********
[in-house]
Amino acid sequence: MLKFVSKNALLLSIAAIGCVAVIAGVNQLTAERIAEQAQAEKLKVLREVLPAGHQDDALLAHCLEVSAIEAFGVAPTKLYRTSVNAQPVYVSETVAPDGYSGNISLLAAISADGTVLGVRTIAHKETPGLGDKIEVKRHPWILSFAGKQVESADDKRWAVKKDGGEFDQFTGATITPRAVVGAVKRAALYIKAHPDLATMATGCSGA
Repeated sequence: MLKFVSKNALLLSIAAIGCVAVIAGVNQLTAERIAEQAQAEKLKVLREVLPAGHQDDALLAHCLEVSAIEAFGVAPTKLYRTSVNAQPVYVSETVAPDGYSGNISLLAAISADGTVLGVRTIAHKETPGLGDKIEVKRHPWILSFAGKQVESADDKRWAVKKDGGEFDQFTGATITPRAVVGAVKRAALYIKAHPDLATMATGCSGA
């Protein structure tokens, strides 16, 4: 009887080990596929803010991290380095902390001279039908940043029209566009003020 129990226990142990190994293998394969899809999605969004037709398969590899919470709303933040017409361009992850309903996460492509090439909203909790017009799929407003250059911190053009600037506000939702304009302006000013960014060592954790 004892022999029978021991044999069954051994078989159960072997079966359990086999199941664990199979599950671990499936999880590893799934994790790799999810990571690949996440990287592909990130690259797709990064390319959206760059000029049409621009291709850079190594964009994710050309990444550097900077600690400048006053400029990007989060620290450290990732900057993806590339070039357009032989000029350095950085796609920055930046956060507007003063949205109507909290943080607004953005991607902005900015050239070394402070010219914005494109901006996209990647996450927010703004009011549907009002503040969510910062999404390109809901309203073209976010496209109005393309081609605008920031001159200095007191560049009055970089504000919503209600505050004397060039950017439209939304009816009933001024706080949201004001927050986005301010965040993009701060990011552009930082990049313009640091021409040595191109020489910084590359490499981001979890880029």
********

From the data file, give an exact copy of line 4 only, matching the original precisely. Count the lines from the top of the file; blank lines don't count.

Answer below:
């Protein structure tokens, strides 16, 4: 009887080990596929803010991290380095902390001279039908940043029209566009003020 129990226990142990190994293998394969899809999605969004037709398969590899919470709303933040017409361009992850309903996460492509090439909203909790017009799929407003250059911190053009600037506000939702304009302006000013960014060592954790 004892022999029978021991044999069954051994078989159960072997079966359990086999199941664990199979599950671990499936999880590893799934994790790799999810990571690949996440990287592909990130690259797709990064390319959206760059000029049409621009291709850079190594964009994710050309990444550097900077600690400048006053400029990007989060620290450290990732900057993806590339070039357009032989000029350095950085796609920055930046956060507007003063949205109507909290943080607004953005991607902005900015050239070394402070010219914005494109901006996209990647996450927010703004009011549907009002503040969510910062999404390109809901309203073209976010496209109005393309081609605008920031001159200095007191560049009055970089504000919503209600505050004397060039950017439209939304009816009933001024706080949201004001927050986005301010965040993009701060990011552009930082990049313009640091021409040595191109020489910084590359490499981001979890880029």